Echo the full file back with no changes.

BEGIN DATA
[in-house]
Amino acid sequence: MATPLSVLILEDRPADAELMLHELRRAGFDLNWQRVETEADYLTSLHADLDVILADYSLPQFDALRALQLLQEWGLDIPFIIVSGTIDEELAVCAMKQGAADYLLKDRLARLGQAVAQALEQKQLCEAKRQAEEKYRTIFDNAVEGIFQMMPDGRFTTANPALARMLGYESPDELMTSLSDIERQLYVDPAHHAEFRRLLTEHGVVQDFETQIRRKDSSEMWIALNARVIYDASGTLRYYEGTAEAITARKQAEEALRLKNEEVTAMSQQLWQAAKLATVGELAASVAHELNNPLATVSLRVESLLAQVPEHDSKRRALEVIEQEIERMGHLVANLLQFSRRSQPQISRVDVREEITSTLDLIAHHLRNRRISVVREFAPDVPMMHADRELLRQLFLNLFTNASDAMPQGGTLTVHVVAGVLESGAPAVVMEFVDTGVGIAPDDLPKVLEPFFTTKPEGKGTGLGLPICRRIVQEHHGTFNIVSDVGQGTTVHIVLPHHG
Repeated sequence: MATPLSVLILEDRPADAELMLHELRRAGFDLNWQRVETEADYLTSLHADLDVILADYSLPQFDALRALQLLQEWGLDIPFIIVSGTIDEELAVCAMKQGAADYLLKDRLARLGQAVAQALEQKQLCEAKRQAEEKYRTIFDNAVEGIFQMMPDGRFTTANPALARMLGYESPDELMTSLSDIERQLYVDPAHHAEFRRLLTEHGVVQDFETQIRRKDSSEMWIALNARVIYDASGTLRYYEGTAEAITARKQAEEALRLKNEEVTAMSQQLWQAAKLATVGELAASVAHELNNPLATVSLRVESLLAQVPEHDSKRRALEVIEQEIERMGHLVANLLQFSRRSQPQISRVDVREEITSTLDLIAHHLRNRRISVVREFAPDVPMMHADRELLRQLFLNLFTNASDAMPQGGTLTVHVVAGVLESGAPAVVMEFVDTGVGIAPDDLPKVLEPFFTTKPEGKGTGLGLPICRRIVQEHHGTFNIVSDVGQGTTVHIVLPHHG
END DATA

[in-house]
Amino acid sequence: MATPLSVLILEDRPADAELMLHELRRAGFDLNWQRVETEADYLTSLHADLDVILADYSLPQFDALRALQLLQEWGLDIPFIIVSGTIDEELAVCAMKQGAADYLLKDRLARLGQAVAQALEQKQLCEAKRQAEEKYRTIFDNAVEGIFQMMPDGRFTTANPALARMLGYESPDELMTSLSDIERQLYVDPAHHAEFRRLLTEHGVVQDFETQIRRKDSSEMWIALNARVIYDASGTLRYYEGTAEAITARKQAEEALRLKNEEVTAMSQQLWQAAKLATVGELAASVAHELNNPLATVSLRVESLLAQVPEHDSKRRALEVIEQEIERMGHLVANLLQFSRRSQPQISRVDVREEITSTLDLIAHHLRNRRISVVREFAPDVPMMHADRELLRQLFLNLFTNASDAMPQGGTLTVHVVAGVLESGAPAVVMEFVDTGVGIAPDDLPKVLEPFFTTKPEGKGTGLGLPICRRIVQEHHGTFNIVSDVGQGTTVHIVLPHHG
Repeated sequence: MATPLSVLILEDRPADAELMLHELRRAGFDLNWQRVETEADYLTSLHADLDVILADYSLPQFDALRALQLLQEWGLDIPFIIVSGTIDEELAVCAMKQGAADYLLKDRLARLGQAVAQALEQKQLCEAKRQAEEKYRTIFDNAVEGIFQMMPDGRFTTANPALARMLGYESPDELMTSLSDIERQLYVDPAHHAEFRRLLTEHGVVQDFETQIRRKDSSEMWIALNARVIYDASGTLRYYEGTAEAITARKQAEEALRLKNEEVTAMSQQLWQAAKLATVGELAASVAHELNNPLATVSLRVESLLAQVPEHDSKRRALEVIEQEIERMGHLVANLLQFSRRSQPQISRVDVREEITSTLDLIAHHLRNRRISVVREFAPDVPMMHADRELLRQLFLNLFTNASDAMPQGGTLTVHVVAGVLESGAPAVVMEFVDTGVGIAPDDLPKVLEPFFTTKPEGKGTGLGLPICRRIVQEHHGTFNIVSDVGQGTTVHIVLPHHG